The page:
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Community State Bank v. Wilson

United States District Court, W.D. Arkansas, Texarkana Division

October 30, 2019



          Susan O. Hickey Chief United States District Judge

         Before the Court is Plaintiff Community State Bank's Motion for Discharge and for Award of Attorney's Fees and Costs (ECF No. 89). No. party has responded to the motion and the time to do so has passed. See Local Rule 7.2(b). The Court finds the matter ripe for consideration.

         I. DISCUSSION

         Plaintiff is a state-chartered banking corporation located in Bradley, Arkansas, that holds $255, 209.47 in a checking account (the “Fund”). Plaintiff commenced this interpleader action to resolve competing claims to the Fund. Plaintiff indicates that the following individuals have asserted competing claims to all or part of the Fund: Separate Defendant Marvin, a district attorney in Bossier Parish, Louisiana; Maxine Wilson; Separate Defendant Carrie W. Winford; and Intervenor Gary Wilson.

         On October 9, 2019, Plaintiff filed the instant motion, asking the Court to allow it to deposit the Fund with the Clerk of Court and, accordingly, order that Plaintiff be dismissed and discharged from this lawsuit. Plaintiff also asks the Court to exercise its discretion to award it attorney's fees and costs incurred in bringing this action, to be recovered from the Fund.


         Interpleader is a procedural device that allows a party holding money or property, concededly belonging to another, to join in a single suit two or more parties asserting mutually exclusive claims to the fund. A party may bring a claim under statutory interpleader, governed by 28 U.S.C. § 1335, or Federal Rule of Civil Procedure 22. The case at bar is both a statutory and Rule 22 interpleader case. “The purpose of an interpleader action is to shield a disinterested stakeholder from the costs of having to defend against multiple suits, and from the risk of multiple liability or inconsistent obligations where several claimants assert rights to a single stake.” Stonebridge Life Ins. Co. v. Litherland, No. 4:10-cv-1231 (CEJ), 2011 WL 743753, at *1 (E.D. Mo. Feb. 23, 2011) (citing S & W Foreclosure Corp. v. Okenfuss, No. 4:09-cv-353, 2010 WL 106675, at *1 (E.D. Mo. Jan. 6, 2010)).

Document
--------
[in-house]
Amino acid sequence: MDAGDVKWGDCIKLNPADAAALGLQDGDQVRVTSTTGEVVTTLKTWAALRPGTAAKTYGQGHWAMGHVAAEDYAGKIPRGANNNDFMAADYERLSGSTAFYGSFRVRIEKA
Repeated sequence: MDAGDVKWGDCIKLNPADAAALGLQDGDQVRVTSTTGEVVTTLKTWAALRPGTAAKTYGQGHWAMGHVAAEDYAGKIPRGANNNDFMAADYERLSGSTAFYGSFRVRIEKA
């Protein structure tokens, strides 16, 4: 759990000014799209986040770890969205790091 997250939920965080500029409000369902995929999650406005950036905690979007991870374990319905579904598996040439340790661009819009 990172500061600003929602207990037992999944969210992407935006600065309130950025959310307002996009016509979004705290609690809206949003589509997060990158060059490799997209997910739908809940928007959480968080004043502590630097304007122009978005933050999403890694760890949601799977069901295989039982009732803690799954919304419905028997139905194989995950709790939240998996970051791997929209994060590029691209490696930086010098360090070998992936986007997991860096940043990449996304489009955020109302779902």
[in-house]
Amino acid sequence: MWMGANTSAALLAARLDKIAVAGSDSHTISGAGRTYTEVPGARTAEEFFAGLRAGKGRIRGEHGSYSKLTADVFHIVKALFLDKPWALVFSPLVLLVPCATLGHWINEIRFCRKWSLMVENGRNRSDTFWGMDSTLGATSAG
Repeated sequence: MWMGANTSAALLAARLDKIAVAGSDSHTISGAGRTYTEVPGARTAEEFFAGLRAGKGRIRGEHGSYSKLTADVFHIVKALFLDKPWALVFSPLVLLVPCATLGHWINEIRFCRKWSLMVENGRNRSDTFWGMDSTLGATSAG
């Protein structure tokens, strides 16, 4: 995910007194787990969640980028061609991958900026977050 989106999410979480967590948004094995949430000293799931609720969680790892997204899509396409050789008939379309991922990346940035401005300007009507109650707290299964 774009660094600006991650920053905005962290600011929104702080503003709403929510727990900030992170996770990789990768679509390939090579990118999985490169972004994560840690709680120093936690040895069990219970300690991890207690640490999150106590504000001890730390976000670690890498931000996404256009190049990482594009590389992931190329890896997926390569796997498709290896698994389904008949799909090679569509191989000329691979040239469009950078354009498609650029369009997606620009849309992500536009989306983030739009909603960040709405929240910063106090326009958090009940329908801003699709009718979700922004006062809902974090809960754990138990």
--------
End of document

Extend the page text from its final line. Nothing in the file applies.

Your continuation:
Interpleader actions generally unfold in a two-stage process. In a statutory interpleader case, like this one, the Court first determines whether the requirements of the interpleader statute have been met and whether the stakeholder may be relieved from liability. Viking Ins. Co. of Wis. v. Kemp, No. 3:12-cv-0216-KGB, 2013 WL 6780571, at *3 (E.D. Ark. Dec. 19, 2013). If the Court answers those questions affirmatively, it then proceeds to the second stage, where it adjudicates the adverse claims to the interpleaded fund. Id.

         This case is currently in the first stage of the interpleader process. Plaintiff presently asks the Court to determine that it is a disinterested stakeholder. Plaintiff then asks the Court to allow it to deposit the Fund into the registry of the Court and, afterwards, to be dismissed from this action. Accordingly, the Court must now determine whether Plaintiff has satisfied all requirements for this. If so, the Court will then determine whether Plaintiff is a disinterested stakeholder and, thus, whether the instant motion should be granted. If necessary, the Court will determine whether Plaintiff is entitled to fees and costs.